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GerardoParra.jpg
Arizona Diamondbacks' Gerardo Parra, left, is hit by a pitch from Los Angeles Dodgers starter Clayton Kershaw as catcher Rod Barajas and home plate umpire Bill Welke watch during the sixth inning of a baseball game, Wednesday, Sept. 14, 2011, in Los Angeles. (AP Photo/Mark J. Terrill)

Major League Baseball got it wrong Wednesday night.

In the sixth inning of a 2-0 game Los Angeles Dodgers pitcher Clayton Kershaw was ejected for hitting Arizona Diamondback Gerardo Parra.

No other player had been hit by a pitch in the game. No warnings were ever given. Kershaw hits Parra and is gone from the game. (I could go bad business decision with this in an entire column -- but I'll save that for another day.)

The Cy Young candidate was in the middle of a one-hit shutout against the likely National League West Champions.

This all started Tuesday night when Parra hit a home run and decided to admire it.

Diamondbacks television play-by-play announcer Daron Sutton had this to say about Parra's admiration.

"Parra not moving at all. He watched that one for a long, long time."

Analyst Mark Grace added, "And I don't blame him."

You know what, I didn't blame Parra either. Earlier in the at bat when he showed to bunt he nearly took a Hong-Chih Kuo pitch between the eyes.

Parra took that personal. He got back at Kuo with that home run. He then took it a step further by not stepping out of the batter's box fast enough.

That's when he put his team in a tough position. It's baseball. Kershaw was seen yelling and hollering from his dugout. Not going to act like I know his exact words but I have a guess it was something about getting around the bases quickly and that he was pitching the following night. He was backing and protecting his team.

Parra, manager Kirk Gibson and hitting coach Don Baylor were all shown on television to be saying stuff back towards the Dodgers' dugout. The coaches were backing and protecting their player. Perfect.

Gibson said as much on Arizona Sports 620's Burns & Gambo earlier on Wednesday.

"The way [Parra] chooses to go around the bases is his business, we're all held accountable for our actions," Gibson said. "I've been up there I've been thrown at my head so I can relate to that side of it."

Once that happened all eyes turned to Parra's at-bats against Kershaw, if Parra were in the lineup.

This is where I believe Gibson made, yet another, brilliant move in putting Parra in the lineup Wednesday night. I guarantee he was very well thinking Kershaw would throw at Parra, get ejected and put his team in a tough spot.

IF Major League Baseball and the umpires warned both teams prior to the game about batters being hit then I could see Kershaw's ejection being justified. This was not the case. At least not directly, from what both teams said after the game. Dodger manager Don Mattingly reacting the way he did and eventually getting himself tossed makes it hard to believe that was the case.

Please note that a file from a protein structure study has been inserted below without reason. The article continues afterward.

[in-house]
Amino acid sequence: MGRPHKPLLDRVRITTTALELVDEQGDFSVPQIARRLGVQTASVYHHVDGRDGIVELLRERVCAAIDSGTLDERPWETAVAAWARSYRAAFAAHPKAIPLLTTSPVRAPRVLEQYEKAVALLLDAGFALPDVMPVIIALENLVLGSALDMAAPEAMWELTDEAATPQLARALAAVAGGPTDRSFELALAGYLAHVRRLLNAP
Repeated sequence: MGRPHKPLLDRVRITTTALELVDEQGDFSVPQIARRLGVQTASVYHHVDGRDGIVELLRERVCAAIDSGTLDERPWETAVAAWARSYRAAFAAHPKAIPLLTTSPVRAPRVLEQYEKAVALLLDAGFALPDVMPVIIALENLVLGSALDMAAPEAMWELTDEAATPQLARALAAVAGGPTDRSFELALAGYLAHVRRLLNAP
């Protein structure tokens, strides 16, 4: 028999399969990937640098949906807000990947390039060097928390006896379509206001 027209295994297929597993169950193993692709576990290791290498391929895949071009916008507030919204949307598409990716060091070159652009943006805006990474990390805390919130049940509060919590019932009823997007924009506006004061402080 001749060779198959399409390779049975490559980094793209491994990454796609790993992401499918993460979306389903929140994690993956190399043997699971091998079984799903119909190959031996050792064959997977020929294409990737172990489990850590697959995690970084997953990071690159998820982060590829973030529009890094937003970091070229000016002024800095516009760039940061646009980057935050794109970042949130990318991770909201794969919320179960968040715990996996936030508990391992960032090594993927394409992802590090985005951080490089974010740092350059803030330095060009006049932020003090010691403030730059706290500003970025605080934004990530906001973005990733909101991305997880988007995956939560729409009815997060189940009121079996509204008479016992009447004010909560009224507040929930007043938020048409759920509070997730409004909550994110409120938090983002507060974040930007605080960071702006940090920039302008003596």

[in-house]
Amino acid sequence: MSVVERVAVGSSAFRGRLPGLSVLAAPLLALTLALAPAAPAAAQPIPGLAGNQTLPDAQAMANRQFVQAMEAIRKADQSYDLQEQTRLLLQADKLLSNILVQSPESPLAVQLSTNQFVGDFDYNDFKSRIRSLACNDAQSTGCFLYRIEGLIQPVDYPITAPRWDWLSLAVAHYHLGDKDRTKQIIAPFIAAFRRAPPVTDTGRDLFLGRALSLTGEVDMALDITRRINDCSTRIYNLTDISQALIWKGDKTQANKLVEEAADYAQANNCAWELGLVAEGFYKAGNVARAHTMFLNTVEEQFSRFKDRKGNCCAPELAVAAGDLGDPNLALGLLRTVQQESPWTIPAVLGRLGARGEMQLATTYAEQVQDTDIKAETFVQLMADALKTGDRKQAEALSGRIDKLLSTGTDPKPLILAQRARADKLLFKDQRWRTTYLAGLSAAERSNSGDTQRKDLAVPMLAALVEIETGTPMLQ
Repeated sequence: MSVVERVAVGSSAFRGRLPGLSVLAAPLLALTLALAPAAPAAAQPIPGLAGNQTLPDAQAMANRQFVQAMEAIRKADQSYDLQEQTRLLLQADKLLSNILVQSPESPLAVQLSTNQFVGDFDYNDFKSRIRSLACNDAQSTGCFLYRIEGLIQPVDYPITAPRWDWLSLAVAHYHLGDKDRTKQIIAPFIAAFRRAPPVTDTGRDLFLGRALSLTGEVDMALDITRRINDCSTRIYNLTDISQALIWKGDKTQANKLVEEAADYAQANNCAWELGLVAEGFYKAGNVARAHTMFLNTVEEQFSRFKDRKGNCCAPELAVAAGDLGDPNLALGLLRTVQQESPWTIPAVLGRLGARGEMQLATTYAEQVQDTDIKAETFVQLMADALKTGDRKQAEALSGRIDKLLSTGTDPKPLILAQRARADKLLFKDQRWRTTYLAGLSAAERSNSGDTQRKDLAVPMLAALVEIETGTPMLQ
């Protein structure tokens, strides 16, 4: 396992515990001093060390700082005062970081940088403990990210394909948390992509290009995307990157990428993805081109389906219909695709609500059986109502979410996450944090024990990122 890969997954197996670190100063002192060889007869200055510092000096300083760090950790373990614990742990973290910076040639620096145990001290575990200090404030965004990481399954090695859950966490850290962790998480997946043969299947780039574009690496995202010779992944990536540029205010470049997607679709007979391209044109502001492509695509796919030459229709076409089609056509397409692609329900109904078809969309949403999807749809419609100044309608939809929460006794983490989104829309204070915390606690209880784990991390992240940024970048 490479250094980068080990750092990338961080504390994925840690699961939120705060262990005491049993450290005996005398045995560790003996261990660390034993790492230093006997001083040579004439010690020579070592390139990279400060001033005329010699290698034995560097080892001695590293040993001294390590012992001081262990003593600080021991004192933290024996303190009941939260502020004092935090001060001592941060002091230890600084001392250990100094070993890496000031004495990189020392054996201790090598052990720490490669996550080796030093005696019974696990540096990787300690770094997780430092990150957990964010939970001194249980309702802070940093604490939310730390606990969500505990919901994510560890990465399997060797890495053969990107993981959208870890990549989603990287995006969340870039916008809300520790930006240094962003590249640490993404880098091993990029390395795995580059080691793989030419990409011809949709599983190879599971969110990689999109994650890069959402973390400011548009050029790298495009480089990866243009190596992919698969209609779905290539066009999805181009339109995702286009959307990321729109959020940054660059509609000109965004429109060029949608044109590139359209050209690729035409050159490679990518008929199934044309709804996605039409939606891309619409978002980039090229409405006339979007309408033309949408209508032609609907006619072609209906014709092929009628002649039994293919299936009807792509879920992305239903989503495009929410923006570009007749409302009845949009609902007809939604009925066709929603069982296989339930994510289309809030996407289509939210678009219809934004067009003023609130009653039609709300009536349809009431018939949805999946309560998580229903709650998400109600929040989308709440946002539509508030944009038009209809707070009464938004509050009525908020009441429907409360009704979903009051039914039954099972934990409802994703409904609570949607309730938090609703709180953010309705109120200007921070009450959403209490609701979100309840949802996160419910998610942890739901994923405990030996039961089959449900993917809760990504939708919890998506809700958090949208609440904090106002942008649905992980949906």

Regardless, at that point Mattingly had to back his own team.

That is why I think baseball got it wrong. You simply, absolutely cannot throw a pitcher out of a game unless you are 100% convinced he has intentionally thrown at someone. Even if that's the case it's iffy unless he specifically went head hunting.

It's a 2-0 game. Kershaw had just thrown the first pitch for a strike. He was in the middle of a one-hitter and going for his 19th win.

Grace could not believe what he was watching. Both him and Sutton were stunned Kershaw was being thrown out of the game.

"Maybe the game has passed me by," Grace said in amazement.

It's the unwritten rules of baseball. It's part of the game.

I'm guessing (but certainly do NOT feel like I'm going out on a limb here) the Diamondbacks, Gibson and fill-in-the- blank pitcher would have handled the situation exactly the same. Same goes for 28 other Major League teams.

Right or wrong of Parra from the night before (remember, I said I didn't blame him), you have to think and anticipate something happening the following game. It's just the way baseball works.

The umpires needed to either make the situation very clear prior to the game or let it play out and take action as needed AFTER they felt it was getting beyond their control.

Baseball players police and take care of things themselves between the lines. Umpires should worry about ball or strike, fair or foul, safe or out. That's it.

Both teams took it in their own hands to protect their teammates. Exactly what teammates and coaches should do.

---

TY's Outtakes

What I learned this week…

I'll be in New York in less than 10 days and, among many other things -- including TWO Yankees-Red Sox games --, I will be visiting the National September 11 Memorial, which just opened for the first time this past Sunday on the 10th anniversary of the 9/11 attacks (I remember watching the TV that morning with my mom. We watched the second tower get hit live. Most uncanny moment of my life). I was in Lower Manhattan in August 2003. Interested to see it now.

Tweet of the week…

First 7 minutes of NFL Network's special on Bill Belichick airing tomorrow night. Pretty tremendous stuff: http://t.co/wpgl7Bmhless than a minute ago via web Favorite Retweet Reply

This will have so many of my favorite things. Very much looking forward to it.

A very successful person in a leadership role. Seeing and going places we usually aren't allowed. Involves a sports team. Can't wait.

Suggestion of the week…

This is just a good laugher. Technology at its finest. Humans at their finest.

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